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Though I am skeptical of awards, things like the Oscars or Emmies and even the Nobel Prize for some of its more questionable honors or honorees (IMHO of course), I was delighted with the awarding of the 2013 Nobel Prize for literature to Alice Munro.
Her stories–ashamedly, I’ve only scratched the surface–portray everyday people from anytown North America. I say North America, though as a Canadian writer her settings are undoubtedly Canadian, they are a universal place. In these small towns, people go about their day-to-day existence until interrupted by something seemingly ordinary. The tension running below the surface, often from the very first sentence, promises to transform the ordinary to the extraordinary.
Ms. Munro crafts her stories in words and a language palpable to readers from all walks of life and all manner of backgrounds and origins. In the lead story to “Runaway”, she writes of the “…leaves overhead sending down random showers even in those moments when there was no actual downpour from the sky and the clouds looked like clearing.” We’ve all experience those moments, but, a few pages later, we’re catapulted into a scene as far from normal as it can be. “The fog had thickened…transformed itself into something spiky and radiant. First a live dandelion ball, tumbling forward, then condensing itself into an unearthly sort of animal, pure white, hell-bent, something like a giant unicorn, rushing at them.” It is these juxtapositions that draw us in with the familiar then turn on us and beg us to reach to understand. Simple and complex. A joy to read.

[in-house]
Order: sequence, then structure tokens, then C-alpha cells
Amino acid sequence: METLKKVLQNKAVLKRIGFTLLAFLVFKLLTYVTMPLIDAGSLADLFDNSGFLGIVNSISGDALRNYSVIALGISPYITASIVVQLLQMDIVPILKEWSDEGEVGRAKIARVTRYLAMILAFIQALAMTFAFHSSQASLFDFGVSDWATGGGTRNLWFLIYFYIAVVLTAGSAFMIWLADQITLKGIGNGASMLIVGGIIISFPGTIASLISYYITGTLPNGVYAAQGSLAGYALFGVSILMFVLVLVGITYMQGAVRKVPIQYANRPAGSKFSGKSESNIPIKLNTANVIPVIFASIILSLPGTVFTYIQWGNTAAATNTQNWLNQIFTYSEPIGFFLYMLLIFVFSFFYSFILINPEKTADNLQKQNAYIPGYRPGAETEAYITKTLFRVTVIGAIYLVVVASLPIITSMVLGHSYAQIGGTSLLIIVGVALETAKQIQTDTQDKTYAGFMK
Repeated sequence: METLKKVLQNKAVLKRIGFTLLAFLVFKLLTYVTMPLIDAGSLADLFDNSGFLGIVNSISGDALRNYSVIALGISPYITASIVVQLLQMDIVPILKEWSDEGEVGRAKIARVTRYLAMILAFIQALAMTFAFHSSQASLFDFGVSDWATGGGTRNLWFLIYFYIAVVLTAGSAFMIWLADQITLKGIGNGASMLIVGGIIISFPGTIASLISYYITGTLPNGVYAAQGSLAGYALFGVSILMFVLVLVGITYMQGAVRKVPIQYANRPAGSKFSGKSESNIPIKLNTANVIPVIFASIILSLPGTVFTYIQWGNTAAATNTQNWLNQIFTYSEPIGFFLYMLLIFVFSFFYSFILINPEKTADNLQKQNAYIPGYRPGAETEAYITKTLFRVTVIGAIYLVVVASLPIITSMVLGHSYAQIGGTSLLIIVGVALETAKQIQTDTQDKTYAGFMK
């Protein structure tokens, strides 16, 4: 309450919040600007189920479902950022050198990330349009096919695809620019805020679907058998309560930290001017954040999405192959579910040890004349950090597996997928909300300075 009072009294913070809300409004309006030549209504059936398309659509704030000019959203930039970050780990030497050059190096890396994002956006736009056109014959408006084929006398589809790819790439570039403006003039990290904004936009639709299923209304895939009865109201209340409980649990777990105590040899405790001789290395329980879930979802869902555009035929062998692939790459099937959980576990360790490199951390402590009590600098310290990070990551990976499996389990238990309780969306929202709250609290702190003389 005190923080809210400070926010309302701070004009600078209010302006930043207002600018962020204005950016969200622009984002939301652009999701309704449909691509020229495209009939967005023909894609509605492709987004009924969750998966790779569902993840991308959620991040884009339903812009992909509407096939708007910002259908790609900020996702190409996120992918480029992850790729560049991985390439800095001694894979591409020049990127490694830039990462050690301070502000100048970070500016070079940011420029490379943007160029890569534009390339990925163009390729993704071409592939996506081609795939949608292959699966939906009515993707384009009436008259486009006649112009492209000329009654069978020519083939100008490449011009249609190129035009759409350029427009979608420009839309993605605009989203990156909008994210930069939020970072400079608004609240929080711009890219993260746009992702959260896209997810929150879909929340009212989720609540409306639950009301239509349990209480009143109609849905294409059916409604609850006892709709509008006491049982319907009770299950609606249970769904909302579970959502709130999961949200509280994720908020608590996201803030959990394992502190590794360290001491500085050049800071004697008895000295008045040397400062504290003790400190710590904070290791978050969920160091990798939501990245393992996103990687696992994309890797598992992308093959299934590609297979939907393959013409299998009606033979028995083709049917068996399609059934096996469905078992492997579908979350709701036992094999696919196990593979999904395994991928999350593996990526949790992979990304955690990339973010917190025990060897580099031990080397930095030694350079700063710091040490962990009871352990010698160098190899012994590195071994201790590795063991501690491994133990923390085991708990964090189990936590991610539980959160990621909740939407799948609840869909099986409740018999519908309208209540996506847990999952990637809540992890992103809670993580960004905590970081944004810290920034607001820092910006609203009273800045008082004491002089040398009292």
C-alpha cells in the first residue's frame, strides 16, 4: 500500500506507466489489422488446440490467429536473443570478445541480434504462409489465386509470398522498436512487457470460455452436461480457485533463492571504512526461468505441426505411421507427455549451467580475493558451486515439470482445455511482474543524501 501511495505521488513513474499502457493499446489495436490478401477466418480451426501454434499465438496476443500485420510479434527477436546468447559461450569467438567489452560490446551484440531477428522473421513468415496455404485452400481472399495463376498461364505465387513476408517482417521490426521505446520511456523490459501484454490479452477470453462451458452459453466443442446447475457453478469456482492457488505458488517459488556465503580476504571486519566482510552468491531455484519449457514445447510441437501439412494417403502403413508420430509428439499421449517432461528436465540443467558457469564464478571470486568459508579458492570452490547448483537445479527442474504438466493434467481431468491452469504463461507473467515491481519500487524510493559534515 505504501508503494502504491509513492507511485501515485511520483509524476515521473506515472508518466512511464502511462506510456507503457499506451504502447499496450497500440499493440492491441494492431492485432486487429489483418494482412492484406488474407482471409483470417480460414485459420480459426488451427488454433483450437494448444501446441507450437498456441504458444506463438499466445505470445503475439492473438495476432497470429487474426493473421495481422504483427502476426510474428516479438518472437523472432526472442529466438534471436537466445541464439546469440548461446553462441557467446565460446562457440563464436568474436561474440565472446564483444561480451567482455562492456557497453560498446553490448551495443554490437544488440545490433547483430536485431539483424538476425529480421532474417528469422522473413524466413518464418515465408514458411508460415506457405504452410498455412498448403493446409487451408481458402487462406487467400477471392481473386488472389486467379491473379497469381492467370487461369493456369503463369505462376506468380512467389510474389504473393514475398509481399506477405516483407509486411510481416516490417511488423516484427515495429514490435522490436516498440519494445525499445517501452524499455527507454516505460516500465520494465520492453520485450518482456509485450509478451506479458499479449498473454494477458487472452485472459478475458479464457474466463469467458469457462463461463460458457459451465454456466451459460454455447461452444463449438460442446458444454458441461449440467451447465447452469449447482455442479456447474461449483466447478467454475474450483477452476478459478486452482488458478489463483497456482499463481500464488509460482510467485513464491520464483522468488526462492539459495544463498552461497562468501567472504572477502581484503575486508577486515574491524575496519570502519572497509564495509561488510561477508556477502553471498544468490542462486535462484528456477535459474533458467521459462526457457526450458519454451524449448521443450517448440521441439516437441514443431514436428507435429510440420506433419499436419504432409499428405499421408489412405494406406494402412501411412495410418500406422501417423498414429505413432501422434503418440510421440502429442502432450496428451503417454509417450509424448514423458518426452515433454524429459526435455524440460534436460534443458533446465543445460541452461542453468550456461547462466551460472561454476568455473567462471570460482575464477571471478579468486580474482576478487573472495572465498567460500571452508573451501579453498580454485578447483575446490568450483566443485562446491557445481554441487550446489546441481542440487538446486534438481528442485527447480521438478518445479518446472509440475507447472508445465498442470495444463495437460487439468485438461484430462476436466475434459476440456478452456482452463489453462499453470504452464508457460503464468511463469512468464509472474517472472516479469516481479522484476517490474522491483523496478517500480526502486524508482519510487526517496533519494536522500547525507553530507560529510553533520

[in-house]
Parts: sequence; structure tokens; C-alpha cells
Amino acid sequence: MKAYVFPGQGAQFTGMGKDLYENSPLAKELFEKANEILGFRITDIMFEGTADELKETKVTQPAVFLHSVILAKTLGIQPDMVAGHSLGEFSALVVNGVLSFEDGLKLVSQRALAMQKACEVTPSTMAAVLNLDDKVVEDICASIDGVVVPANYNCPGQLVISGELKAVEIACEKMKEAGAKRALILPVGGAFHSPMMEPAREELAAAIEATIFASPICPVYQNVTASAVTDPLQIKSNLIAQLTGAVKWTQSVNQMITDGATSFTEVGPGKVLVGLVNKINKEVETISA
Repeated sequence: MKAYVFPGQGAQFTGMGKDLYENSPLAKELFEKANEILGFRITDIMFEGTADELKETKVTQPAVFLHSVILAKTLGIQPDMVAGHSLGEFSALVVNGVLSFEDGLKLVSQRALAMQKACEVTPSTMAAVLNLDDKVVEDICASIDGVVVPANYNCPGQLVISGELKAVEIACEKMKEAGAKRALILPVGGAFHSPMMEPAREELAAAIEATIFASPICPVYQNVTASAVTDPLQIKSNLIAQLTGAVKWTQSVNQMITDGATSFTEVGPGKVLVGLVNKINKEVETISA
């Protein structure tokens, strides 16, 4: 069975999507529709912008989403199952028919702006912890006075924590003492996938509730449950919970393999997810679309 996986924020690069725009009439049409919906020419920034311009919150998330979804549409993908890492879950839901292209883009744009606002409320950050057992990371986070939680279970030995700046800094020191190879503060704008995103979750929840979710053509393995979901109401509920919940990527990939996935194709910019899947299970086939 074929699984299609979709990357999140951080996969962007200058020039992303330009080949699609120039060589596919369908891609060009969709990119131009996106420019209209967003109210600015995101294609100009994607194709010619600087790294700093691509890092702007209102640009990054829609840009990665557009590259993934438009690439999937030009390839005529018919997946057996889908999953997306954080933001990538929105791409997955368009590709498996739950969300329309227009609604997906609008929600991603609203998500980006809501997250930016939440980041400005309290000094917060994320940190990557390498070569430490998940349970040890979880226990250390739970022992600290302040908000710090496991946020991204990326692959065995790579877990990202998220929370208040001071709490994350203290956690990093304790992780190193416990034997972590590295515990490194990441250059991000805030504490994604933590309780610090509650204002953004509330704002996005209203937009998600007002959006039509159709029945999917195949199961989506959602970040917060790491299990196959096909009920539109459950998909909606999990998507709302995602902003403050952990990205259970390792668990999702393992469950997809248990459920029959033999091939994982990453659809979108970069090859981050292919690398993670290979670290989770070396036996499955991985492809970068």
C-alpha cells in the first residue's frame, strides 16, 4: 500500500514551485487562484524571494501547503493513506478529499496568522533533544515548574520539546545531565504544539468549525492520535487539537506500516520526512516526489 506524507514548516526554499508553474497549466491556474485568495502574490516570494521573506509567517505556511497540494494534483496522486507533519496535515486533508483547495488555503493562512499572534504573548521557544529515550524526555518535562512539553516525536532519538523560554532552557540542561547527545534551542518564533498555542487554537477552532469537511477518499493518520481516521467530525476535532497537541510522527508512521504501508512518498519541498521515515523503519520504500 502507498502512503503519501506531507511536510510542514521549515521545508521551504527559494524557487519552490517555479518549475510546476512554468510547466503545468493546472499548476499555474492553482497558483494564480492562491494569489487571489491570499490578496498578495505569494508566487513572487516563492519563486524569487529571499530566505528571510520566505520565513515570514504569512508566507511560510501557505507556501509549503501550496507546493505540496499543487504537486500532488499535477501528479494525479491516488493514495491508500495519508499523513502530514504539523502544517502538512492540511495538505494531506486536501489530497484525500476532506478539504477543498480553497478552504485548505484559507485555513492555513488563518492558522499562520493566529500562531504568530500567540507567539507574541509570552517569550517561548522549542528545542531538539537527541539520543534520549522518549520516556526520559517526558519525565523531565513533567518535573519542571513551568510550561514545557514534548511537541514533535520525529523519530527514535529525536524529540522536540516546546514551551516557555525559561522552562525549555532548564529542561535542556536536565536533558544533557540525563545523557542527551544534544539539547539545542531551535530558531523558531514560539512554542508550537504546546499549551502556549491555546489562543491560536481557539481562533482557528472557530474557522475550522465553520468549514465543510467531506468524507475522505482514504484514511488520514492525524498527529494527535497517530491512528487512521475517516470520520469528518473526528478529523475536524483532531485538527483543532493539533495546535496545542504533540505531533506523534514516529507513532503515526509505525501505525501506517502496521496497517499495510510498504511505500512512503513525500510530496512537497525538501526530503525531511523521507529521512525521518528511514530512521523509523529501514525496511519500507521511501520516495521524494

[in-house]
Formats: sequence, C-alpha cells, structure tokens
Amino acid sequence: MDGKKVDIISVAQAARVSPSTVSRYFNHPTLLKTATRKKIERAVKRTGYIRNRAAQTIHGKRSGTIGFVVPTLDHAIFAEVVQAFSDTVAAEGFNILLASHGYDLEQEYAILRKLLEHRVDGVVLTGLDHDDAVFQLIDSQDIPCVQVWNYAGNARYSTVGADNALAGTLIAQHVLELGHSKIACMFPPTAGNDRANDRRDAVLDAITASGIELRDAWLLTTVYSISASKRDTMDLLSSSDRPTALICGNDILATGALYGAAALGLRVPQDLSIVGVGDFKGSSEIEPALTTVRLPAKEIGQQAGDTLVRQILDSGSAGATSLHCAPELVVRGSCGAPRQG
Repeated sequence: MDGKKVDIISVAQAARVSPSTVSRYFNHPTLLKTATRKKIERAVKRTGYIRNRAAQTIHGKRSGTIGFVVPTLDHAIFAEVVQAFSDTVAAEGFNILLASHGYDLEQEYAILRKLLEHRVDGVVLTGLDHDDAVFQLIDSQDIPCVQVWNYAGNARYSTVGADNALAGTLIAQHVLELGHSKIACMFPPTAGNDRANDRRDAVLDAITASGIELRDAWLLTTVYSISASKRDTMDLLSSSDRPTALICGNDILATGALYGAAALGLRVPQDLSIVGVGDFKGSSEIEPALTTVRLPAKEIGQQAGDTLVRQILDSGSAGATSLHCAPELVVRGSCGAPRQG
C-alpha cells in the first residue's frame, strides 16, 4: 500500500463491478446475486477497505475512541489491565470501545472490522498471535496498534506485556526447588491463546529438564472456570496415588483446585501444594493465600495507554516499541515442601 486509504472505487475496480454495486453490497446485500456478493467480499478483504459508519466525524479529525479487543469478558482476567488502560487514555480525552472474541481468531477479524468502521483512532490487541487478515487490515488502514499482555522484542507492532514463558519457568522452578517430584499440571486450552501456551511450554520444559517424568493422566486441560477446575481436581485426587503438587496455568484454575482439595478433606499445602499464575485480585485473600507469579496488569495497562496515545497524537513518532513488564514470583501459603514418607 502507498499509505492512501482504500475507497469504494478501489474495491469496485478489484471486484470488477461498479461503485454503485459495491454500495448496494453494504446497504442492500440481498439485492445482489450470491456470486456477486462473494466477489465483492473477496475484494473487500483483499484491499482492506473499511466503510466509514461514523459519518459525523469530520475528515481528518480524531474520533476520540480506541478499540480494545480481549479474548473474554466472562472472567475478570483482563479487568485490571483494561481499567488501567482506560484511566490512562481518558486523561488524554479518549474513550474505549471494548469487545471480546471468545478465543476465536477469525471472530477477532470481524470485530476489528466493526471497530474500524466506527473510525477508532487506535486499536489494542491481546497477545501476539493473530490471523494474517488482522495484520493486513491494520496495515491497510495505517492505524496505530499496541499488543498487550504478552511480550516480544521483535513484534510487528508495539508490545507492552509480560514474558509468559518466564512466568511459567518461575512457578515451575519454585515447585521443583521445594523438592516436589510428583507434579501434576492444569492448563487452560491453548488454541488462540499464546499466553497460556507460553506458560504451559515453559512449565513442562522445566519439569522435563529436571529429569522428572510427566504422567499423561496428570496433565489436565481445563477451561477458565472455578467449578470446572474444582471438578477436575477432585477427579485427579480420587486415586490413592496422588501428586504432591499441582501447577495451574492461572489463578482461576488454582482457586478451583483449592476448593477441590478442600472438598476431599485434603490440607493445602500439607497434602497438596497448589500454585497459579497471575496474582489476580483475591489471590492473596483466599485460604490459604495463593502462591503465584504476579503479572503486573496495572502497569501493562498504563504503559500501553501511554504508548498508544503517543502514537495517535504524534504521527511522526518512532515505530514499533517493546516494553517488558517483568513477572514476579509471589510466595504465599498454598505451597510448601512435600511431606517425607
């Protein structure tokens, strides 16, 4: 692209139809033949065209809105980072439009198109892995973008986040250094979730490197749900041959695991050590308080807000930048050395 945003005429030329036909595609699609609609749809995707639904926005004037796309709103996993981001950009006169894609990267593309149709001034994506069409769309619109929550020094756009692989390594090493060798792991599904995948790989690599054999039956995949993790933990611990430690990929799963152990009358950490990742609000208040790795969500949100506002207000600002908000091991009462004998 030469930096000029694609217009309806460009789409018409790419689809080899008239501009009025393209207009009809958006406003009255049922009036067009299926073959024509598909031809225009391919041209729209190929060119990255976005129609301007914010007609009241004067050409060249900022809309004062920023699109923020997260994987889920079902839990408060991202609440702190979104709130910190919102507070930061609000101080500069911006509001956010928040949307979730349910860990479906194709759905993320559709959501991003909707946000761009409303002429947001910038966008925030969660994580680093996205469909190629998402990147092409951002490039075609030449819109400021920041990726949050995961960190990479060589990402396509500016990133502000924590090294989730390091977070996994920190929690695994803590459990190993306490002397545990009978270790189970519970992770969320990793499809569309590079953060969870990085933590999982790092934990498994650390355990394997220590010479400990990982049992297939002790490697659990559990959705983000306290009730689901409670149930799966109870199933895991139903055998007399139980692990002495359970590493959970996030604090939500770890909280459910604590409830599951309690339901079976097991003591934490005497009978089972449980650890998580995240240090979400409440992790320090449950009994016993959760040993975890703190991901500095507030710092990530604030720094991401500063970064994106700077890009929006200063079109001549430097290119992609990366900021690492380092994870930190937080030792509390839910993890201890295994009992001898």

Unfortunately for her public, I read that at age 82, Ms. Munro claims to have written her last stories. I imagine there are many more bottled up in her head, stories that only she will know, both simple and complex.
I was unable to find an official website, but Alice Munro does have a facebook page: https://www.facebook.com/alicemunroauthor